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Tulip poplar Kay neck...????

Discussion in 'Setup & Repair [DB]' started by james condino, Jul 8, 2018.


  1. james condino

    james condino Spruce dork Supporting Member Commercial User

    Sep 30, 2007
    asheville, nc
    Here is a first for me: I've seen old Kay necks made from maple and walnut in one two three, five, and once 12 separate pieces all glued up, but this is the first time I have ever seen one made from domestic Tulip poplar; it is very lightweight. I have seen guitar necks made from it and all of the interior parts. The heel broke, but all of the other materials heels break there too. The heel dowel is original from the factory.The odd thing is that the scroll and pegbox are completely intact...

    As much as I personally would change it to a different neck, the owner is a strong traditionalist, so he asked me to put it back to original spec. If some of my well known friends can make GREAT sounding fiddles and cellos out of balsa wood and carbon fiber, I think I can load up plenty of carbon to make this one solid and stable.

    j.
    facebook @kaybassrepair
    kaybassrepair.com

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  2. Somebody’s first day on the job...
     
  3. james condino

    james condino Spruce dork Supporting Member Commercial User

    Sep 30, 2007
    asheville, nc
    Kay was not afraid to experiment or improvise. It is a very nice clear straight grain section of poplar. Back in the day this was a $225 bass, so the idea was more like, "Hey, I just used up all the maple on that last batch of guitars and this will work for a few years, and then when you can save up $400, you can go find a 200 year old Italian bass...."

    They were never intended to be heirloom pieces. This particular bass is very lightweight and all the pieces seem to be selected for that, not so much a haphazard combination- perhaps an employee bass or experimental. I always laugh when I hear reasonable people comparing ancient old Italian basses made out of Lombardy poplar to the use of Tulip poplar that grows all over the eastern US....
     
  4. Steve Swan

    Steve Swan

    Oct 12, 2004
    Burlingame, California
    Retailer: Shen, Sun, older European
    Kay seems to be the queen of the "get-by" American instrument companies that made basses. The reason that so many schools bought them was because they were the least expensive option for domestic plywood basses, not because they were quality instruments. Now that the youngest of these are nearly 50 years old, the lame ill-fitting dovetail neck joints and lousy laminating of top and back plates are failing at alarming rates. The near religious ferocity with which many roots players cling to these iffy instruments compared to much better laminated basses from Europe has always escaped me. But, what the heck, if playing the same lousy instruments that appear on favorite vintage album covers is the prime motivation, then putting up with third rate materials such as poplar necks and walnut fingerboards keep it all nice and TURDitional. It continually baffles me that this is the first brand considered when King Moretone and American Standard basses by H.N. White, or vintage Epiphone or even Gibson basses can be purchased for roughly the same prices. I must be getting into the grumpy grampa demographic ... "Get off my musical lawn!"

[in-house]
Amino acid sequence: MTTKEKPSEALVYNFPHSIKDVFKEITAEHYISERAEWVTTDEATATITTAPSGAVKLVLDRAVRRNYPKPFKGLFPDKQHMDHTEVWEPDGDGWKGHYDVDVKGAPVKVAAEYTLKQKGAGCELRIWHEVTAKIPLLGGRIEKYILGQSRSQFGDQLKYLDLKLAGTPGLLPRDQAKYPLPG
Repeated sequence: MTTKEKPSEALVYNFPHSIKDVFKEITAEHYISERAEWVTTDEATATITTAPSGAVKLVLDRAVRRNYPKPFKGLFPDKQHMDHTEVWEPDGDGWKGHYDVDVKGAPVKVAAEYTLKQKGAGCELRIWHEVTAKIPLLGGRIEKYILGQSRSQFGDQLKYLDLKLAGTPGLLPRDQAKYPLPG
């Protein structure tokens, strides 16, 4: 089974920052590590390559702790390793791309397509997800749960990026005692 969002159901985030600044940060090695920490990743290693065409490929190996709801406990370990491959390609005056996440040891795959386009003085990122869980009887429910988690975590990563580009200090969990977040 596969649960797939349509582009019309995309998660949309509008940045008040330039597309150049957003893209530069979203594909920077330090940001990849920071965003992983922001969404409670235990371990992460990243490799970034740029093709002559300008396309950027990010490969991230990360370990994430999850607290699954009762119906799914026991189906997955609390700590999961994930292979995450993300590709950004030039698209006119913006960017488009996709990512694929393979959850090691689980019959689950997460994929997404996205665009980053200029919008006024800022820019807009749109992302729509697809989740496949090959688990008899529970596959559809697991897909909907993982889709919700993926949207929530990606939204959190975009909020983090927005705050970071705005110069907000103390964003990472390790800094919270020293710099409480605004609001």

Last edited: Jul 10, 2018
    eh_train and gnypp45 like this.
  5. james condino

    james condino Spruce dork Supporting Member Commercial User

    Sep 30, 2007
    asheville, nc
    Around here, American Standards are the benchmark and they go for at least 50% more than old Kays; often double.

    You can argue tone and voice and sonority and structure all day, but it makes great business sense to be an old Kay repairman. Just like old vw mechanics- there is ALWAYS a lot of work and they made more old Kays than all of the other brands combined. Besides- everyone should have a quiver with a whole bunch of basses, not just one brand!

    If you gotta ask, you are already a grumpy old grandma!
     
    basspraiser, Mister Boh and jsf729 like this.
  6. All true, Steve, but nothing else gets “that sound.”

    Me, I’ll take my ‘34 King, for every reason...
     
  7. james condino

    james condino Spruce dork Supporting Member Commercial User

    Sep 30, 2007
    asheville, nc
    I'm not judging this as right or wrong, more an interesting choice. I know we can add enough carbon and make it structurally a sound cyborg. We see it on a Kay and automatically think it was a cheap error. If I showed up with a featherweight 70 year old airdried finest quartersawn tulip poplar from Stravidarious' unfinished workshop blank and then I scientifically engineered advanced modern carbon fiber configurations in conjunction with a company that builds parts for NASA and the Mars expeditions and the high tech aerospace industry....the folks at Oberlin would wet themselves and it would be published all over the place.....;)

    I suggested he get a fancy bottle of tequilla, pound a few shots, pour the rest on the old bass, then light it all on fire and move on...then we came to
     
    Last edited: Jul 8, 2018
    Dudaronamous likes this.
  8. Steve Swan

    Steve Swan

    Oct 12, 2004
    Burlingame, California
    Retailer: Shen, Sun, older European